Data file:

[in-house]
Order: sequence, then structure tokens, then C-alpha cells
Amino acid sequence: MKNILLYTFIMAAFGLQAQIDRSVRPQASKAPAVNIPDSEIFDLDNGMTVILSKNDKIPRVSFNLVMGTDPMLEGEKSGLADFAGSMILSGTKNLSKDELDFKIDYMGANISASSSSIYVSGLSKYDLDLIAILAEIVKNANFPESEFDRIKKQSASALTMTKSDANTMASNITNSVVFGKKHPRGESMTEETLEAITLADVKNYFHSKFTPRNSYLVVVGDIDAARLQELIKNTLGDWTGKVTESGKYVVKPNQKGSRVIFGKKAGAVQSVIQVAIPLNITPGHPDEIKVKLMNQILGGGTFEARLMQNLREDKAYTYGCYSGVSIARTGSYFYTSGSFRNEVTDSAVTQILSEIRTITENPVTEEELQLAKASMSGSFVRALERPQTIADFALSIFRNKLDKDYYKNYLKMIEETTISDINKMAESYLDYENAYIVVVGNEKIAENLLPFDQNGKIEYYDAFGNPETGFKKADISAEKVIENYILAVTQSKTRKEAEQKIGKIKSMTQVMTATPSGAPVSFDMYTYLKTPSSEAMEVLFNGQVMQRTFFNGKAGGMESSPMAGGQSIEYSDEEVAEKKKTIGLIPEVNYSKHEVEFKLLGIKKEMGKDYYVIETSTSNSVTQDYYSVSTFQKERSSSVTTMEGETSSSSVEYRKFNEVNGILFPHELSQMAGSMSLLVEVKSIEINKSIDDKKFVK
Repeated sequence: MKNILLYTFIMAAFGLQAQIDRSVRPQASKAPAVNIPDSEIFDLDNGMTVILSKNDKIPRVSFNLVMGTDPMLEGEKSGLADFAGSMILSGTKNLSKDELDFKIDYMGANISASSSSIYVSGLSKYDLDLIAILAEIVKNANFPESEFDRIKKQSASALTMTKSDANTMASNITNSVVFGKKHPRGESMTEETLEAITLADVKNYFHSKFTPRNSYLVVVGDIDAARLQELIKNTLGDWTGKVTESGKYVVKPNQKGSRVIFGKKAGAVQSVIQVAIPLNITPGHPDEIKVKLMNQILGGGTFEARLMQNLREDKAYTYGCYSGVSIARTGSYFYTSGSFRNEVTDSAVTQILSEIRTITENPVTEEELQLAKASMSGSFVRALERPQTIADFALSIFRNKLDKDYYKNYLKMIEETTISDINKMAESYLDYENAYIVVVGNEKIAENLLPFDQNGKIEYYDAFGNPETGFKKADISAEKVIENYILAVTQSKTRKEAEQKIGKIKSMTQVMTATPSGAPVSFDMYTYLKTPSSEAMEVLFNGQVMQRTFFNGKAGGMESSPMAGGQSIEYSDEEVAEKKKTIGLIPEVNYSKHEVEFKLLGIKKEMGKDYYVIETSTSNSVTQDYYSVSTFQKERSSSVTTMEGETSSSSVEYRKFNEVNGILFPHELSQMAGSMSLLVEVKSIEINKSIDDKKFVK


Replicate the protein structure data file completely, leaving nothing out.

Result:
[in-house]
Order: sequence, then structure tokens, then C-alpha cells
Amino acid sequence: MKNILLYTFIMAAFGLQAQIDRSVRPQASKAPAVNIPDSEIFDLDNGMTVILSKNDKIPRVSFNLVMGTDPMLEGEKSGLADFAGSMILSGTKNLSKDELDFKIDYMGANISASSSSIYVSGLSKYDLDLIAILAEIVKNANFPESEFDRIKKQSASALTMTKSDANTMASNITNSVVFGKKHPRGESMTEETLEAITLADVKNYFHSKFTPRNSYLVVVGDIDAARLQELIKNTLGDWTGKVTESGKYVVKPNQKGSRVIFGKKAGAVQSVIQVAIPLNITPGHPDEIKVKLMNQILGGGTFEARLMQNLREDKAYTYGCYSGVSIARTGSYFYTSGSFRNEVTDSAVTQILSEIRTITENPVTEEELQLAKASMSGSFVRALERPQTIADFALSIFRNKLDKDYYKNYLKMIEETTISDINKMAESYLDYENAYIVVVGNEKIAENLLPFDQNGKIEYYDAFGNPETGFKKADISAEKVIENYILAVTQSKTRKEAEQKIGKIKSMTQVMTATPSGAPVSFDMYTYLKTPSSEAMEVLFNGQVMQRTFFNGKAGGMESSPMAGGQSIEYSDEEVAEKKKTIGLIPEVNYSKHEVEFKLLGIKKEMGKDYYVIETSTSNSVTQDYYSVSTFQKERSSSVTTMEGETSSSSVEYRKFNEVNGILFPHELSQMAGSMSLLVEVKSIEINKSIDDKKFVK
Repeated sequence: MKNILLYTFIMAAFGLQAQIDRSVRPQASKAPAVNIPDSEIFDLDNGMTVILSKNDKIPRVSFNLVMGTDPMLEGEKSGLADFAGSMILSGTKNLSKDELDFKIDYMGANISASSSSIYVSGLSKYDLDLIAILAEIVKNANFPESEFDRIKKQSASALTMTKSDANTMASNITNSVVFGKKHPRGESMTEETLEAITLADVKNYFHSKFTPRNSYLVVVGDIDAARLQELIKNTLGDWTGKVTESGKYVVKPNQKGSRVIFGKKAGAVQSVIQVAIPLNITPGHPDEIKVKLMNQILGGGTFEARLMQNLREDKAYTYGCYSGVSIARTGSYFYTSGSFRNEVTDSAVTQILSEIRTITENPVTEEELQLAKASMSGSFVRALERPQTIADFALSIFRNKLDKDYYKNYLKMIEETTISDINKMAESYLDYENAYIVVVGNEKIAENLLPFDQNGKIEYYDAFGNPETGFKKADISAEKVIENYILAVTQSKTRKEAEQKIGKIKSMTQVMTATPSGAPVSFDMYTYLKTPSSEAMEVLFNGQVMQRTFFNGKAGGMESSPMAGGQSIEYSDEEVAEKKKTIGLIPEVNYSKHEVEFKLLGIKKEMGKDYYVIETSTSNSVTQDYYSVSTFQKERSSSVTTMEGETSSSSVEYRKFNEVNGILFPHELSQMAGSMSLLVEVKSIEINKSIDDKKFVK